Press [EDIT]
Press Track [1] to select Element parameters
Press [F4] AMP
Press [SF2] AEG
Set “Half Damper Switch” = ON
From this display (Motif XS Editor
window) you can make the “Half
Damper Sustain Time” setting and level
settings for the Amplitude EG, which
determine how the volume of the sound
changes over time. Also influencing
this is the envelopes Release Time
parameter. These can be used to
control the change in volume from the
moment a note is pressed on the
keyboard to the moment the sound
Half Damper Switch: ON/OFF
RELEASE Time: 0 ~ 127
DECAY 2 LEVEL: 0 ~ 127 (if any value other
than 0, sustain will be indefinite at that level as
long as a key is held or sustain pedal is down).
Unlike a conventional damper pedal control
which simply turns sustain on and off, the Half
Damper function lets you finely control the
amount of sustain and natural decay—just as
with a real acoustic piano—by using a
continuous pedal controller. When the sustain
pedal is released the decay time after the key is
released is determined by the RELEASE TIME
parameter. When the Release time is less than
the Half Damper Time you create a very pianolike effect.
Important notes:
_Keep in mind that two separate parameters must be set in order to use the Half Damper function, as
outlined above.
_The ON/OFF setting of the half-damper feature automatically affects the AEG (Amplitude Envelope
Generator) settings.
_The default setting for the “Sustain Pedal” parameter is “FC (Half On).” When using the FC4 or FC5, make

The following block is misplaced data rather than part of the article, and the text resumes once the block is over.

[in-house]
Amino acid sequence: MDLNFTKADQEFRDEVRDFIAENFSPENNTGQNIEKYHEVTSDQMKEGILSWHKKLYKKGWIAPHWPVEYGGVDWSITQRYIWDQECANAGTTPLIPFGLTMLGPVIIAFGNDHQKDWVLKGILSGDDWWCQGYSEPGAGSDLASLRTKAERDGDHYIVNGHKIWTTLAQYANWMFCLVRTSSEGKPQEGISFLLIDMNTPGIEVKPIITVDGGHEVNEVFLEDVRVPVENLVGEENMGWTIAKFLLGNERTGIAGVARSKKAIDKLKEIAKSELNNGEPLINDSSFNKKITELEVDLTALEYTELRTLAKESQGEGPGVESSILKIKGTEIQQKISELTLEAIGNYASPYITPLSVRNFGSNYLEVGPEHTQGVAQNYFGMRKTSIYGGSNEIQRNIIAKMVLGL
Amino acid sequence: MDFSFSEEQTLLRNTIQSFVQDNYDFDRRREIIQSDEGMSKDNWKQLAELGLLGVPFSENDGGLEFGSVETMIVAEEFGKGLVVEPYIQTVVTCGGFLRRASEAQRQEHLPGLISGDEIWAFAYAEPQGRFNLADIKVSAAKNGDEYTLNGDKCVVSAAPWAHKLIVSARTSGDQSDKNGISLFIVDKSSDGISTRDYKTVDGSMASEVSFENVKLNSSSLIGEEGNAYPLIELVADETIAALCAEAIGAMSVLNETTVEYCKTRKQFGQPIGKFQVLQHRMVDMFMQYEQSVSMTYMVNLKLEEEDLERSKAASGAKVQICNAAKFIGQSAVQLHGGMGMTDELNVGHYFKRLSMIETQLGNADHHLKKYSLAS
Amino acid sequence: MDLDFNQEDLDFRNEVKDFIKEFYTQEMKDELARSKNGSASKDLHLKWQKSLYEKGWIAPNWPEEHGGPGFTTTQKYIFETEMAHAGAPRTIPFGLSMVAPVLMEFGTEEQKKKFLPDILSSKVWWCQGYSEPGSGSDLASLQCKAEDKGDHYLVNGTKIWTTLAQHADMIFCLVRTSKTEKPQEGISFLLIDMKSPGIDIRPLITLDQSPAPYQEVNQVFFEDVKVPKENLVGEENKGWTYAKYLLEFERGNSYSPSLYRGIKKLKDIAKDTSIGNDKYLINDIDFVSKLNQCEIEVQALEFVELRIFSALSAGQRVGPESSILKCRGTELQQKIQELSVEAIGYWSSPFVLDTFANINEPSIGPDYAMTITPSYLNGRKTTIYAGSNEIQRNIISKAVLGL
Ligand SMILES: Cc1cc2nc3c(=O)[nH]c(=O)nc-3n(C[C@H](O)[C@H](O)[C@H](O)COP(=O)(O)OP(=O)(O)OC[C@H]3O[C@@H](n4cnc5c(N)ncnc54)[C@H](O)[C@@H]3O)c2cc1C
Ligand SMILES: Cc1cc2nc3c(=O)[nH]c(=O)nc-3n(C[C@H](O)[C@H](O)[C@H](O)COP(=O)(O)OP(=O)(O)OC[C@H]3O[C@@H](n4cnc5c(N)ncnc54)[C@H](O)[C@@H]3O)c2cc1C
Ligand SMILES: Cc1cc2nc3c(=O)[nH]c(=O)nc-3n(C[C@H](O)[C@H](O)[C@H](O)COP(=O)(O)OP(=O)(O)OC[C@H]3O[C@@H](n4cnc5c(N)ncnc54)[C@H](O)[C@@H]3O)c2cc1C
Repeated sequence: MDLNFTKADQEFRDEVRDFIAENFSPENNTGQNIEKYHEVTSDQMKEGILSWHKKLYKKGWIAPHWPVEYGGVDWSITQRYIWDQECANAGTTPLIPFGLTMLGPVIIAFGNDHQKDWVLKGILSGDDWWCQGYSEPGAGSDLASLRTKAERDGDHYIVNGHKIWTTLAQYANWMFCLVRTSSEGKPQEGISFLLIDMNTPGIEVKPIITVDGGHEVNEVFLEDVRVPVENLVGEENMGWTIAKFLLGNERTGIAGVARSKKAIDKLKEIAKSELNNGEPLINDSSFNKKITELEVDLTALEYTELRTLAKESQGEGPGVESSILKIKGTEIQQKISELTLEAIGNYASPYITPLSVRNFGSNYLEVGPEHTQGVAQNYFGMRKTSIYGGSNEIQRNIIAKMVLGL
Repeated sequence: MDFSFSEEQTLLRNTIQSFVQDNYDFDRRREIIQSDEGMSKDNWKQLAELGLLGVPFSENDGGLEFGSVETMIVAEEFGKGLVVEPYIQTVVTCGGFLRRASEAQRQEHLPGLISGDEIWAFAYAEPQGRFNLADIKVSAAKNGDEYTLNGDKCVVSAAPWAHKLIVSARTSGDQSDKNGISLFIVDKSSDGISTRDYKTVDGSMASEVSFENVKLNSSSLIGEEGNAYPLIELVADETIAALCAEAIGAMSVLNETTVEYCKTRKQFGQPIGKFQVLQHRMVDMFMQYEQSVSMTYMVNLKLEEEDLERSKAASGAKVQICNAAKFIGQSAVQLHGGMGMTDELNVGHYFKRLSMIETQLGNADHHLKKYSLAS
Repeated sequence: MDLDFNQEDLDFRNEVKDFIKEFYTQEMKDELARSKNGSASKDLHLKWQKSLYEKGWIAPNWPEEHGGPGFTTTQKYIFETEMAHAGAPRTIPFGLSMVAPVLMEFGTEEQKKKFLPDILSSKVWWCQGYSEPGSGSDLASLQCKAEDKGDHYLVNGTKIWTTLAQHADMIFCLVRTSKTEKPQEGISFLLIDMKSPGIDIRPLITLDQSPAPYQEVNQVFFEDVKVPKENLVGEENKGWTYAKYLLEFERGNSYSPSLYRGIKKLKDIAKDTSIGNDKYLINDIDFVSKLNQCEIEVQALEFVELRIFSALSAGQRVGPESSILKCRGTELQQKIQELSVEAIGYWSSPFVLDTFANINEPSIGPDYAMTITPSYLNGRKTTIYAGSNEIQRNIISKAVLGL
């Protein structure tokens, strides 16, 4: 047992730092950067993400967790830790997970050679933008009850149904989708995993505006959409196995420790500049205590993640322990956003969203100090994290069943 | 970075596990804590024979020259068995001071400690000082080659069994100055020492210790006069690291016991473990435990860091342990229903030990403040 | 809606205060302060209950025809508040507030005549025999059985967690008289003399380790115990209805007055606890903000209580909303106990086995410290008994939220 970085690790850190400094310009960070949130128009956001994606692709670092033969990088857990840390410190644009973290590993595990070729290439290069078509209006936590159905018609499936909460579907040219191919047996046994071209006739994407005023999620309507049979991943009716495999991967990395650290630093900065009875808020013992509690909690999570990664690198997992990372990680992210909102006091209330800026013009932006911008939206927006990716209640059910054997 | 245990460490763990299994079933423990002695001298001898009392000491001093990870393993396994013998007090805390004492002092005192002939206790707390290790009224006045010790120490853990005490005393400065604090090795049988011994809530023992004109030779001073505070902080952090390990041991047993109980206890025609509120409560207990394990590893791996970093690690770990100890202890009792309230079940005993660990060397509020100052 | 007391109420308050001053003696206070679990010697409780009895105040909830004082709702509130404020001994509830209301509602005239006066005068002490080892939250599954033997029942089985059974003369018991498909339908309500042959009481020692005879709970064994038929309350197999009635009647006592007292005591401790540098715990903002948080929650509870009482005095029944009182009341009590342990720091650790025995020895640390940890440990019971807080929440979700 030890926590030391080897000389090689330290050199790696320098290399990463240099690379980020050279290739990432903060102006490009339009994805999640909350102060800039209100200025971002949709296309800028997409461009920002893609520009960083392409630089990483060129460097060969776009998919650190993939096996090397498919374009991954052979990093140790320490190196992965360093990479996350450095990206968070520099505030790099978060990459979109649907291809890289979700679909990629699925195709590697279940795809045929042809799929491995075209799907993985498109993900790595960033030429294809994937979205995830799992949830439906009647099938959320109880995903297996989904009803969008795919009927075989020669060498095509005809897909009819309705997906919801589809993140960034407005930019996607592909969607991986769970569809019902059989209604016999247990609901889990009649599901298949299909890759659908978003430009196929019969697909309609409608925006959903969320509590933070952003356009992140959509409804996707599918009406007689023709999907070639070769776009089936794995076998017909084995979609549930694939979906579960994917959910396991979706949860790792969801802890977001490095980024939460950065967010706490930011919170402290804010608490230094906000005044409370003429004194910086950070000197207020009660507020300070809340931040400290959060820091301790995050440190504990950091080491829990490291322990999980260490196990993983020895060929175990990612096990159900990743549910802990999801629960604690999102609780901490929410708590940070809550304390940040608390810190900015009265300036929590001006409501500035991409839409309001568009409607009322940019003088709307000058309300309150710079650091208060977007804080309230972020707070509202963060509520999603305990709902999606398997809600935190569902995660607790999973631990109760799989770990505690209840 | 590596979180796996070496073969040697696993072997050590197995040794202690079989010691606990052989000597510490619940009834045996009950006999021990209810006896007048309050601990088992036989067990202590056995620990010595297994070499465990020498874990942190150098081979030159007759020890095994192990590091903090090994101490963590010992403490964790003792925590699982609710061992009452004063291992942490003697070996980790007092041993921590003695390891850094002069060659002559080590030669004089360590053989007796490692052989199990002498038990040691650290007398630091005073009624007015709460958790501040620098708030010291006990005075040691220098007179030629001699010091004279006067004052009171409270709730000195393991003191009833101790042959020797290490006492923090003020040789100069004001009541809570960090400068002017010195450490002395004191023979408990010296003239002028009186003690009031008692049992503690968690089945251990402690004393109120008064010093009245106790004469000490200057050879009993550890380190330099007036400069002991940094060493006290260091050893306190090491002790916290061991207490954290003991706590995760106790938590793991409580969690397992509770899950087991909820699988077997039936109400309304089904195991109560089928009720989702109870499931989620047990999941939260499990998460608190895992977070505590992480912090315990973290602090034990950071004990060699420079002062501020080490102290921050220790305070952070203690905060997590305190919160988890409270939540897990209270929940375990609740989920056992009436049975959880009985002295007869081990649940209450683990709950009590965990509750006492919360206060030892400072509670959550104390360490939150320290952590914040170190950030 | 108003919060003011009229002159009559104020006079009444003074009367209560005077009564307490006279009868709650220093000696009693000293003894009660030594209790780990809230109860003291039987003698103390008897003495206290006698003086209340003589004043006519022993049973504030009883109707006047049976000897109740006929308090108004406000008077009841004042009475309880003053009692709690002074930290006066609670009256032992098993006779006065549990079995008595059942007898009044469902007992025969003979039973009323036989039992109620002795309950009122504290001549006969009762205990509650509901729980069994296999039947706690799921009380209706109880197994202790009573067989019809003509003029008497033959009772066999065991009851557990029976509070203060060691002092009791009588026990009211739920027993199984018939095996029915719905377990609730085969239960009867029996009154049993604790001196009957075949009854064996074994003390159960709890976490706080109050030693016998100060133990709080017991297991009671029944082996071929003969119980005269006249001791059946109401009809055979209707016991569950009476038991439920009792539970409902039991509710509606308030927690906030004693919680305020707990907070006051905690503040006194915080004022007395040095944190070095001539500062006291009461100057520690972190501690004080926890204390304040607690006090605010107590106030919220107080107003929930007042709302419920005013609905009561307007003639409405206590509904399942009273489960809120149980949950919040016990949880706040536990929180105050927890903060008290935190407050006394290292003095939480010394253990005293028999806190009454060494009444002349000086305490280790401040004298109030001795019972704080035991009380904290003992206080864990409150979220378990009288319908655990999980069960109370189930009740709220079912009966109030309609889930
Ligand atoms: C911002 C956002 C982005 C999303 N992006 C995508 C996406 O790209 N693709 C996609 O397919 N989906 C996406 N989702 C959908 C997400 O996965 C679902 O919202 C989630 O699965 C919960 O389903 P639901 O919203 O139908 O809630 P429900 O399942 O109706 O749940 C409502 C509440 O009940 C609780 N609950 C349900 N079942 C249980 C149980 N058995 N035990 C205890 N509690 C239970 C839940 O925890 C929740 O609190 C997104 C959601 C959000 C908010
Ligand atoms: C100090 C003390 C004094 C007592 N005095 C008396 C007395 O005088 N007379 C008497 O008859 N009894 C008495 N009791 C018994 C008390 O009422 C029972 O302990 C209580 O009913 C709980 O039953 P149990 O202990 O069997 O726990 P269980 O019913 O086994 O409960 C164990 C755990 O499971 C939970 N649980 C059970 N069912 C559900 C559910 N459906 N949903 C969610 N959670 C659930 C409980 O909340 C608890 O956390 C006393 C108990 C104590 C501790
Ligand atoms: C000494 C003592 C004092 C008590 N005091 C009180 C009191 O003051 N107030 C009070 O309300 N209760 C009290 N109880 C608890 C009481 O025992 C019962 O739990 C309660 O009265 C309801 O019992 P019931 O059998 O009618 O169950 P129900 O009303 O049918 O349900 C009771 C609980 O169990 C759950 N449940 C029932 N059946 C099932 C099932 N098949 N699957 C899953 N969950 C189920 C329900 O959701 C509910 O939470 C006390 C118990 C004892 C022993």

sure to change this setting, depending on the particular footswitch you are using.
_You can also control the half damper function by using Control Change messages from an external device.
In this case, you do not need to set the Sustain Pedal Select parameter.
When using a Footswitch connected to the FOOT SWITCH (SUSTAIN) jack
When the Half Damper function is set to OFF:
When you release the key while holding the Footswitch, the sound will stay at the “Decay 2 Level”, as shown
below. For Voices having a “Decay 2 Level” of 0, the sound eventually decays naturally to silence. If
however, the Voice has a “DECAY 2 Level” other than 0, the sound will remain at that volume until key off.
The “Decay 2 Level” basically determines whether a sound is percussive or self-oscillating. What this means
in acoustic instrument terms is, percussive sounds will eventually stop sounding because the vibration which
is set in motion by a hammer, strike or pluck eventually stops due to air friction or other forces like gravity.
A self-oscillating instrument is one where the sound can continue as long as the musician applies “pressure”
to that instrument
When releasing the Footswitch, the operation is same as key off; the sound will start to decay, and finally
decay to silence according to the Release Time. Level (Release Level) in the Motif XS envelope is assumed to
always be 0.
When the Half Damper function is set to ON (FC3 only)
When you release a key while pressing the Footswitch fully down, the sound will decay to the Sustain Level
(Decay 2 Level), according to the Sustain Time (Decay 2 Time) value.
In this case, you can control the decay time between the Sustain Time and Release Time by how far down
you press the pedal. However, when you release the pedal after releasing the keys (key off event), the
sound will decay according to the Release Time, as if the Half Damper function was set to off.